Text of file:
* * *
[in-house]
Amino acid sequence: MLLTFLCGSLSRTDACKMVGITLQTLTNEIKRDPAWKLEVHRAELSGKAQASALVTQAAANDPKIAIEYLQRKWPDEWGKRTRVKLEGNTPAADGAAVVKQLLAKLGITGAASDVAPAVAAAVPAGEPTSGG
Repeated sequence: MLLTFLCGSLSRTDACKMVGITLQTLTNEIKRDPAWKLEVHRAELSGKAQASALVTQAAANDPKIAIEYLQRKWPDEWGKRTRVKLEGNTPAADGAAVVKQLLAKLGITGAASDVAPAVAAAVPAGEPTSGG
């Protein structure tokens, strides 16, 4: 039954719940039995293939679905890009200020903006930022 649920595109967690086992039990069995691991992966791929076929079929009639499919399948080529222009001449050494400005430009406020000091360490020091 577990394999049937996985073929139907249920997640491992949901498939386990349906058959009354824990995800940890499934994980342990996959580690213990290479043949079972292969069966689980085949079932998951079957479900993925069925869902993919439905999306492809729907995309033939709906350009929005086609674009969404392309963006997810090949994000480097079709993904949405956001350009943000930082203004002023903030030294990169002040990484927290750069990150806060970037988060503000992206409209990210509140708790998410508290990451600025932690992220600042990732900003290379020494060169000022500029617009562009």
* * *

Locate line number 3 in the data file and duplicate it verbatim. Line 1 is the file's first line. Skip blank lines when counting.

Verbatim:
Repeated sequence: MLLTFLCGSLSRTDACKMVGITLQTLTNEIKRDPAWKLEVHRAELSGKAQASALVTQAAANDPKIAIEYLQRKWPDEWGKRTRVKLEGNTPAADGAAVVKQLLAKLGITGAASDVAPAVAAAVPAGEPTSGG